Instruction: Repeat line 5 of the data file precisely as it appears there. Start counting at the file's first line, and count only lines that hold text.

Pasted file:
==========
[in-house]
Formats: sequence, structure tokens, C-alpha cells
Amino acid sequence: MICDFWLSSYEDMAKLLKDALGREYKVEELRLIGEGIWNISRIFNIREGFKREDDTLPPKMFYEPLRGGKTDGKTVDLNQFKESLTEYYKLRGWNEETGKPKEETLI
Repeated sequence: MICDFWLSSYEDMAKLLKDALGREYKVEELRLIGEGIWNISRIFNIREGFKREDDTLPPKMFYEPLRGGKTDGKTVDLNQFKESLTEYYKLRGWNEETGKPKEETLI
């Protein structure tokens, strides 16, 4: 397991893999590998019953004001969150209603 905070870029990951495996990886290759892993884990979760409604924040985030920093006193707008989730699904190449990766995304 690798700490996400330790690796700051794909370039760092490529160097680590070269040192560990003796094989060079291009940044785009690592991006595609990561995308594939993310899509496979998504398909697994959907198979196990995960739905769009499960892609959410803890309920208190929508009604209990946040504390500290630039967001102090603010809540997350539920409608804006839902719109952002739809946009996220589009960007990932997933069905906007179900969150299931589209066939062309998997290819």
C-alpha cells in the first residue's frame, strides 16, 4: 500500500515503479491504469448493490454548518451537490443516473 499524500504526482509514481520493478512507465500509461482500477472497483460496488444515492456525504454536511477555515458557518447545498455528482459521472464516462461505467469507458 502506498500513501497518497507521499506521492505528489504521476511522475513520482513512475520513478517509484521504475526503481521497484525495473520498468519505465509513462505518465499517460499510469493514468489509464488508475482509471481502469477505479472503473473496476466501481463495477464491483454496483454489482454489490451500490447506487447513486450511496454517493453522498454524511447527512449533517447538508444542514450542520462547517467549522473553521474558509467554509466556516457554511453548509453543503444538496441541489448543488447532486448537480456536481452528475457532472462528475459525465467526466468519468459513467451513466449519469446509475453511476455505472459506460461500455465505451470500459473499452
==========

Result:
């Protein structure tokens, strides 16, 4: 397991893999590998019953004001969150209603 905070870029990951495996990886290759892993884990979760409604924040985030920093006193707008989730699904190449990766995304 690798700490996400330790690796700051794909370039760092490529160097680590070269040192560990003796094989060079291009940044785009690592991006595609990561995308594939993310899509496979998504398909697994959907198979196990995960739905769009499960892609959410803890309920208190929508009604209990946040504390500290630039967001102090603010809540997350539920409608804006839902719109952002739809946009996220589009960007990932997933069905906007179900969150299931589209066939062309998997290819």